Living There Peace, quiet, great views, clean streets and some very attractive villas. It also feels very neighbourly, with most of the inhabitants coming from established fishing families. On the left site of the village is a big garden and stylish old villa hidden behind the rocks and the palm trees. It is a paradise for birds. There are a few new buildings under constructions but little sign of properties for rent. 042

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Photo by Jerzy Wierzbicki

The LowDown It may not be at the heart of things, but this is a prime location on a beautiful stretch of coast between Muttrah and the Al Bustan Palace. It offers cleanliness, quiet and great views. There are very few places in Muscat where the streets are so free from rubbish. The view from the beach includes the dark Swiss chocolatelike mountains and, of course, the Al Bustan Palace hotel next door. The village is right next to a couple of ministry buildings and is just across the street from the imposing Majlis parliament complex.

Next to the Al Bustan Palace on a stunning stretch of coast, this fishing community is peaceful and beautifully kept


Cars

Wi-Fi

Outdoors

My Hood

Why I live here: This area is very quiet. Most of the people who live here are local fishermen, from the Wahabi family, and a few foreigners. Ahmed Al Wahabi, fisherman

HangOuts This is a residential village with little to do other than head for the beach or tend your garden. On the beach, local youngsters have established a football pitch. There is a pretty park on Sidab Street just above the village, and just down the road are Marina Bandar Al Rowdha, the Capital Yacht Club and the fishing port of Sidab.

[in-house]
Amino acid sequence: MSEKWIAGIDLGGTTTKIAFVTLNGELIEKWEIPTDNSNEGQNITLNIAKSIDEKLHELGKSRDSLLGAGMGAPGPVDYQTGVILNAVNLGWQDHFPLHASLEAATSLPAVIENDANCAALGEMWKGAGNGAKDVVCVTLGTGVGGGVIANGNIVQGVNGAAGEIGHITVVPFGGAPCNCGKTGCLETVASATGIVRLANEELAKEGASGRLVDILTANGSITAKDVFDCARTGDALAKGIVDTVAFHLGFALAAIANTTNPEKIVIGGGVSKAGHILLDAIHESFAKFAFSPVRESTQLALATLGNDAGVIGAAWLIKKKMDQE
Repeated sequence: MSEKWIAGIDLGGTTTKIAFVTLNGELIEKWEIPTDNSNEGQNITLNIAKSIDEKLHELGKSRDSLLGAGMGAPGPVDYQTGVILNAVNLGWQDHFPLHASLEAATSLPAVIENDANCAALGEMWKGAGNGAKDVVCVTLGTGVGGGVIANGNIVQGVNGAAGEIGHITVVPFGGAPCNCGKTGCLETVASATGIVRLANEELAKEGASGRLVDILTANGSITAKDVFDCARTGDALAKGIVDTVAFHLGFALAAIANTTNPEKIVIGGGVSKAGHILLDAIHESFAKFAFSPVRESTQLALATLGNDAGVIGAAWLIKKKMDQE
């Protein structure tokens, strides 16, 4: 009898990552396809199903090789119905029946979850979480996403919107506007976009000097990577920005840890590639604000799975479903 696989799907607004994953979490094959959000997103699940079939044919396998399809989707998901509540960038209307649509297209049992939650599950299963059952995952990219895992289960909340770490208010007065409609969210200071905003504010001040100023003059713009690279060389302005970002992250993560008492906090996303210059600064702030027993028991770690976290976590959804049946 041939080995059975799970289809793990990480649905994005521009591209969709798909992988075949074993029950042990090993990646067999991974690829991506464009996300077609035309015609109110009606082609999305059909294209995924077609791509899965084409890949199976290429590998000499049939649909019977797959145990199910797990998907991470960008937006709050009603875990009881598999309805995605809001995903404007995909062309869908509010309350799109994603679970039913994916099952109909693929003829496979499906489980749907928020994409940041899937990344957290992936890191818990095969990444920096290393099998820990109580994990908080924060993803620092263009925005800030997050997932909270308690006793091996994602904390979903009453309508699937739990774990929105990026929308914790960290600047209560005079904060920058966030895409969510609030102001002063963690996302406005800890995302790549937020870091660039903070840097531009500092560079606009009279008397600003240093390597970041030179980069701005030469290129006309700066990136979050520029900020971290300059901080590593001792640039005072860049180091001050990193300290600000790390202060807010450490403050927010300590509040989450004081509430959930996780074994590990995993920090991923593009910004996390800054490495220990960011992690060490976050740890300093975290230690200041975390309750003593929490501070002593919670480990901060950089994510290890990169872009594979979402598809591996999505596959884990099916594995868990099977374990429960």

Places of Interest Undoubtedly the local architecture with fresh white walls and the blue-framed windows and gardens are reasons enough to come here. The beach spreads between two dark rocks and the views of the Bustan Palace and the rocky shore are another attraction. From the road above Bustan, you can enjoy an overview of the entire area with the shoreline and ministry buildings close to the main road. The new parliament building and the Al Bustan roundabout with its characteristic dhow boat installation are the other major landmarks.

Shopping The atmosphere can feed your soul, but definitely this is not a place for shopping, consumer debauchery or other commercial distractions. Local roads are very good and you are just minutes from shopping in Wadi al Kabir or Muttrah. There are no restaurants or shops, except a place for foodstuffs and a coffee shop in the middle of the village.

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WI-FI

GREEN GADGETS

Penny Fray explores a selection of planet-savvy tech.